After Fukushima-Daichi, why is the European commission subsidizing nuclear plants in the UK?
Greenpeace, a “leading independent campaigning organization that uses peaceful protest and creative communication to expose global environmental problems and to promote solutions that are essential to a green and peaceful future” (greenpeace.org) and nine German and Austrian utilities selling renewables announced on Thursday that they will be taking legal action against the European commission’s decision to subsidize the Hinkley Point C nuclear project in the United Kingdom.
The utilities joining Greenpeace are "Energieversorgung Filstal, municipal utilities (called Stadtwerke) of Aalen, Bietigheim-Bissingen, Bochum, Mainz, Muehlacker, Schwaebisch Hall and Tuebingen and Austria's oekostrom," according to Reuters.
Greenpeace, and companies’, rationale for their lawsuit is that “billions of euros of subsidies for nuclear energy would distort prices in mainland European power markets, which are linked to those in Britain via a small French interconnector,” reports Reuters.
Price guarantees for Hinkley Point C’s output, calculated over 35 years, would amount to 108 billion euros and state guarantees for construction would be upwards of 20 billion euros.
“Artificially low prices of electricity derived from subsidized nuclear plants would push up prices German consumes were paying for green energy,” said the plaintiffs, quoted by Reuters.
EDF, a French utility, is the entity hired to build the new nuclear facility.
Supporters of the Hinkley Point C nuclear plant project don’t believe that the price of green energy in Europe will be affected.
They argue that nuclear energy is necessary because wind and solar energy cannot provide a reliable energy supply all day and all year round. They also argue that the technology to store excess energy cost-effectively does not exist yet and may cost too much when it is developed.
Subsidizing the building of more nuclear facilities is a bad idea because nuclear energy is too dangerous.
A clear example of the danger of nuclear energy is the Fukushima-Daichi disaster. Radiation continues to spill into the water and the air. The general population is being kept in the dark about the ultimate effects of the accident.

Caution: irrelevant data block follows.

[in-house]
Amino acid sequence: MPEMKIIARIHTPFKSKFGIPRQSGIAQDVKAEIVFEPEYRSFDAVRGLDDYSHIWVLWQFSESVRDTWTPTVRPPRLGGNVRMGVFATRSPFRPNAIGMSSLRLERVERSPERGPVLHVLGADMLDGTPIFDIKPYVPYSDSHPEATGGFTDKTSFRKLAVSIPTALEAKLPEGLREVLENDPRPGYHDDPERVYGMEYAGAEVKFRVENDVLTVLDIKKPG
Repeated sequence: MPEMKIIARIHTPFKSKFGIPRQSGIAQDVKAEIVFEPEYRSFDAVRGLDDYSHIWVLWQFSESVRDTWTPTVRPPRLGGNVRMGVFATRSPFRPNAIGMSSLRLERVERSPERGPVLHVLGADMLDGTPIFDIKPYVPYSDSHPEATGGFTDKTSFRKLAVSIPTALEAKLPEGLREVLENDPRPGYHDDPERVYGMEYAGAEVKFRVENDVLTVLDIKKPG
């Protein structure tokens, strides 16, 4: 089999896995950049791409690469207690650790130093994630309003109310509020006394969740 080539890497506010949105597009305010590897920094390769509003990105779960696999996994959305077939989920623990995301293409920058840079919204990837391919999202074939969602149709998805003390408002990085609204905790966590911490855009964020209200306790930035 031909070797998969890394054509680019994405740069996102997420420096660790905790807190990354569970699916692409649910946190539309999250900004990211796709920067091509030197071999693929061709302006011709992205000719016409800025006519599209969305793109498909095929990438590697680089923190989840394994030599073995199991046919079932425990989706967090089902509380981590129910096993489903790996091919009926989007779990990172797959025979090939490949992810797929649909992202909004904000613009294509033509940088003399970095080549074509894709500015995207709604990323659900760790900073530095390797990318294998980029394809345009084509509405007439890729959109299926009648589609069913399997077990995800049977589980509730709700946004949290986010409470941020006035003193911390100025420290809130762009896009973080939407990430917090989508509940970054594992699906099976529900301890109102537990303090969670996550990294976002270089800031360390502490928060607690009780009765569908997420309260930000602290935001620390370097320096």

The money currently destined to subsidize Hinkley Point C can be put to much better use by investing it in green energy R&D. Private enterprise has already made great strides towards developing energy storage batteries that can tide people over nights and winters. A public-private enterprise with high tech may be just the needed push to create cost-effective solutions to energy storage.
Greenpeace and their allies argue that subsidizing nuclear energy will increase the price of green energy in the future in Europe. The laws of economics support this.
EDF and other supporters of the nuclear facility don’t accept that receiving state money to build Hinkley Point C will raise the price of green energy. They believe that sun and wind energy will not be able to power homes and businesses at night and during winters.
If we put a man on the moon we can design batteries that will store wind and solar energy for future use. We can also design more efficient turbines and panels that will increase the energy created from the elements. Nuclear energy needs to be scrapped and monies need to be redirected towards the future, green, renewable energy sources.
Hydrostor receives $4m funding for A-CAES facility in Canada
Hydrostor has received $4m funding to develop a 300-500MW Advanced Compressed Air Energy Storage (A-CAES) facility in Canada.
The funding will be used to complete essential engineering and planning, and enable Hydrostor to plan construction.
The project will be modeled on Hydrostor’s commercially operating Goderich storage facility, providing up to 12 hours of energy storage.
Hydrostor’s A-CAES system supports Canada’s green economic transition by designing, building, and operating emissions-free energy storage facilities, and employing people, suppliers, and technologies from the oil and gas sector.
The Honorable Seamus O’Regan, Jr. Minister of Natural Resources, said: “Investing in clean technology will lower emissions and increase our competitiveness. This is how we get to net zero by 2050.”
A-CAES has the potential to lower greenhouse gas emissions by enabling the transition to a cleaner and more flexible electricity grid. Specifically, the low-impact and cost-effective technology will reduce the use of fossil fuels and will provide reliable and bankable energy storage solutions for utilities and regulators, while integrating renewable energy for sustainable growth.
Curtis VanWalleghem, Hydrostor’s Chief Executive Officer, said: “We are grateful for the federal government’s support of our long duration energy storage solution that is critical to enabling the clean energy transition. This made-in-Canada solution, with the support of NRCan and Sustainable Development Technology Canada, is ready to be widely deployed within Canada and globally to lower electricity rates and decarbonize the electricity sector."
The Rosamond A-CAES 500MW Project is under advanced development and targeting a 2024 launch. It is designed to turn California’s growing solar and wind resources into on-demand peak capacity while allowing for closure of fossil fuel generating stations.
Hydrostor closed US$37 million (C$49 million) in growth financing in September 2019.